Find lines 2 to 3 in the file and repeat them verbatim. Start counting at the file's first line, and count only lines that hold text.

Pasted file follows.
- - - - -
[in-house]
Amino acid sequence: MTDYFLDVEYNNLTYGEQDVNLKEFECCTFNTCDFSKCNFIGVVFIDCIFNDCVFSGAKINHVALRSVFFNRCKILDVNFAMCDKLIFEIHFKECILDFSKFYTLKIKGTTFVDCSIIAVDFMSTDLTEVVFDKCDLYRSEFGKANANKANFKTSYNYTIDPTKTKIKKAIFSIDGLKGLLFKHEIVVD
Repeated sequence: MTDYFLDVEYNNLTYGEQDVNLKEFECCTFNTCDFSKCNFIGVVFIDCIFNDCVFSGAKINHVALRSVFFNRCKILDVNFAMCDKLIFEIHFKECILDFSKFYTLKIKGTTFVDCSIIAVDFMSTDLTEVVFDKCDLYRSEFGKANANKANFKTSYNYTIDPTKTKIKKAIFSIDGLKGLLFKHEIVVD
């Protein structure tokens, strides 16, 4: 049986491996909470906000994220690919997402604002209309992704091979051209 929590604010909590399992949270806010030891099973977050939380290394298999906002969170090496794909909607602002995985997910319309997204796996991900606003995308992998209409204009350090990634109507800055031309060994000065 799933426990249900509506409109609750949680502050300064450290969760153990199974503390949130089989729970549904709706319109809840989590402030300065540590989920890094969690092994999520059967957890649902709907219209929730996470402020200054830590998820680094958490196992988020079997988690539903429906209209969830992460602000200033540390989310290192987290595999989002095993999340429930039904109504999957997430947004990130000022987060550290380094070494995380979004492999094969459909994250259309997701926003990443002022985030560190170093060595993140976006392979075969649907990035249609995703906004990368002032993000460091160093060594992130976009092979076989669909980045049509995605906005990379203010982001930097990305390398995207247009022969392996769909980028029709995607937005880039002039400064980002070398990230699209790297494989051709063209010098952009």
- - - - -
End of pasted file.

Amino acid sequence: MTDYFLDVEYNNLTYGEQDVNLKEFECCTFNTCDFSKCNFIGVVFIDCIFNDCVFSGAKINHVALRSVFFNRCKILDVNFAMCDKLIFEIHFKECILDFSKFYTLKIKGTTFVDCSIIAVDFMSTDLTEVVFDKCDLYRSEFGKANANKANFKTSYNYTIDPTKTKIKKAIFSIDGLKGLLFKHEIVVD
Repeated sequence: MTDYFLDVEYNNLTYGEQDVNLKEFECCTFNTCDFSKCNFIGVVFIDCIFNDCVFSGAKINHVALRSVFFNRCKILDVNFAMCDKLIFEIHFKECILDFSKFYTLKIKGTTFVDCSIIAVDFMSTDLTEVVFDKCDLYRSEFGKANANKANFKTSYNYTIDPTKTKIKKAIFSIDGLKGLLFKHEIVVD